Fantasy and Reality in Inference

In which he describes his approach to inference.

The null hypothesis is never true.

I guess I knew this at some level, but I never really got it till this Spring. Then it hit me that this was worth telling students. (Can I get them to discover it? Maybe.)

Let me back up a bit and approach it from the direction of Aunt Belinda.

Aunt Belinda: A Touchstone Situation

Belinda coin graph
1000 simulations of 20 coin flips. Seven of them (selected, in red) have 16 or more heads.

Aunt Belinda claims to have power over flipping coins. She takes 20 nickels and throws them into the air. When they land, there are 16 heads. How should we interpret this result?

I want kids to learn to ask, “is it plausible that the coins are fair and Belinda has no special powers?” and realize that they can answer that question by flipping 20 fair coins over and over again, and seeing how often you get 16 or more heads.

Setting aside a lot of other discussion (no, she refuses to do it again) and what I hope is obvious pedagogy (the first time you see this, everybody gets 20 actual coins and has to do it a few times, chasing the rollers all over the classroom), we get Fathom to do the simulation because it saves so much time. Early on, I posted a graph showing the result of a whole lot of simulated 20-coin events, and reproduce it here.

At this point, we confront the basics of statistical inference. (These are also the bullet points in one of my learning goals, a.k.a. standards.)

  • P-value. Seven out of 1000. Is it plausible? Students need to distinguish plausible from possible. Ideally, we also set some plausibility limit on this empirical P-value (which is what this 0.007 is after all) that depends on the circumstance and how willing you are to be wrong (oooh! Type I errors!). This last year, I mentioned that a lot but basically punted and explained that an orthodox reasonable value was 0.05.
  • The null hypothesis is that the coins are fair, and there are no special powers. Articulating a null hypothesis is important. I began my discussion of the null by saying that it’s often the dull hypothesis: the situation when nothing of interest is going on.
  • The sampling distribution is the one in the picture: repeated results from trials where the null hypothesis is true. They are not the same because random events come out differently even when the coins are fair.
  • The test statistic is 16 heads out of 20. It’s what you compare to the sampling distribution to assess whether the result is plausible.

We then draw a conclusion, in this case, to reject the null hypothesis. That is, we think that something—we’re not sure what—is interefering with a fair toss of the coins. And we admit that it is possible (but not plausible) that we’re wrong and the coins are in fact fair.

What goes wrong? All sorts of things. I can’t catalog them all here, but, for example, some students set up a simulation where the probability of heads is 16/20, and then reported that “since the test statistic is in the middle of the sampling distribution, the result is completely plausible—but we know she doesn’t have powers, so it’s still false.”  (They’ve set up a tautology. Of course it’s in the middle! The probability of heads has to be 1/2.) Clearly, an important habit of mind was not engaged: when the result you get does not make sense, persist until it does.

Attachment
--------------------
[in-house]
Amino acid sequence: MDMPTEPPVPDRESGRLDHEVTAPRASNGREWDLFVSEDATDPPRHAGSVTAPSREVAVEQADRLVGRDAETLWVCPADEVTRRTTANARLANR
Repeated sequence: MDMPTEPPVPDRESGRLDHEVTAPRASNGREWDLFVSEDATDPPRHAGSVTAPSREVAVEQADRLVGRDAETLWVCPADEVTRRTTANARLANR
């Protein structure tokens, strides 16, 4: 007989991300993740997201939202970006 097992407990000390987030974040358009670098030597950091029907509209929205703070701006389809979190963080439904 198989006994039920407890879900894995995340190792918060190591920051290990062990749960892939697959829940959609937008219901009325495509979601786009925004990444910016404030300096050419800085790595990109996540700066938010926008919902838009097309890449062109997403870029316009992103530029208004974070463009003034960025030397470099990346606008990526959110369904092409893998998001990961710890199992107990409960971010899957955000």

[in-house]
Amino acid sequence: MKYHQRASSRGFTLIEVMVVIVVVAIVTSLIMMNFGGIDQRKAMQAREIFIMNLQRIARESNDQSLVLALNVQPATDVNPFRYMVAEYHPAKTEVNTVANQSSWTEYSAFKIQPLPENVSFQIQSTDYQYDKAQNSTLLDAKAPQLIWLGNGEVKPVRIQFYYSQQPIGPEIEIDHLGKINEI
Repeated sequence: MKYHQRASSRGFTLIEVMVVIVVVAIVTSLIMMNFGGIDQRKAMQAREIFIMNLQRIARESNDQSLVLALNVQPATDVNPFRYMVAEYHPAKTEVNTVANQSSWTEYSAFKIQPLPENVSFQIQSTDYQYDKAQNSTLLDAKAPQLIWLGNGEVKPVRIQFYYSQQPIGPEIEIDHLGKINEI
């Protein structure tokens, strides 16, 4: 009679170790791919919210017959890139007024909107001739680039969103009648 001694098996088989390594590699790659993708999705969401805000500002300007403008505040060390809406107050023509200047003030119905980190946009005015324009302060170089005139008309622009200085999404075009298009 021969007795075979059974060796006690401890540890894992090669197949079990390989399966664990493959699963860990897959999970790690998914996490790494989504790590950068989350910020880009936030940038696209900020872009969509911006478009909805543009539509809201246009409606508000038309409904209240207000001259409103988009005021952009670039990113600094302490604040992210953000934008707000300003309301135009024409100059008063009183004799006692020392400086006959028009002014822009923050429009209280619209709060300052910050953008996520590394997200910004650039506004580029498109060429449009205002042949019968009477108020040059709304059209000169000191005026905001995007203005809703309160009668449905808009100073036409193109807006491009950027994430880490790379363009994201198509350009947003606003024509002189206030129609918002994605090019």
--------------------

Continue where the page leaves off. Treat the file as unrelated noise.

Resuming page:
To combat this and other misconceptions, I talked a little about the subjunctive, and when that caused eyes to glaze over, I switched to another contrary-to-fact approach:

The null hypothesis is a fantasy. And the sampling distribution—which is based on the null hypothesis—is a collection of these fantasies. When you make a simulation in Fathom, you are always constructing a fantasy, always simulating the null hypothesis. Only the test statistic—the thing that actually happened—is reality.

Of course, these fantasies are dull, normal occurrences such as fair coins. They aren’t the usual fun fantasies of our imaginations. But they are “what-if” situations: we’re looking at Belinda’s sixteen heads and asking, “what if the coins were really fair and she had no powers? What would happen then?”

When we make that comparison—and make it quantitative with a P-value—we’re assessing whether the fantasy might be true.

Did the students internalize this rant? I’m not sure.

One more misconception:

T: What’s the P-value here?

S: 0.007

T: And what does that mean?

S: Huh?

T: (pause) What does the “P” stand for?

S: Probability?

T: Yeah. Probability of what?

S: Probability that the null hypothesis is true?

Ack. I think there is a general tendency not to understand the graph you just made. Despite all the care that went into the lessons, students still tend to look for a clear procedure (make this graph!) without demanding understanding. I need to address this better in general.

But for this specific problem, I realized that (as I said up at the top) the null hypothesis is never true.

I ranted on this one morning. I don’t know if it was helpful to the students, but thinking about it was helpful to me, on several levels.

  • First, it fits with the fantasy idea: it’s a fantasy, it’s not true.
  • Second, it gives a clear answer to “what’s the probability that the null hypothesis is true?”: Zero.
  • Finally, it connects up with other important mathematical and statistical ideas. For example, it suggests that for any real coin, if you flip it enough times, you can find its bias. The bias may be small, but you can in principle detect it. A more abstract idea is related to betweenness. Given a uniform random distribution on [0, 1], what’s P(0.5)? Zero.

Enough of that. More later.

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Published by

Tim Erickson

Math-science ed freelancer and sometime math teacher. In 2014–15, at Mills College in Oakland, California.

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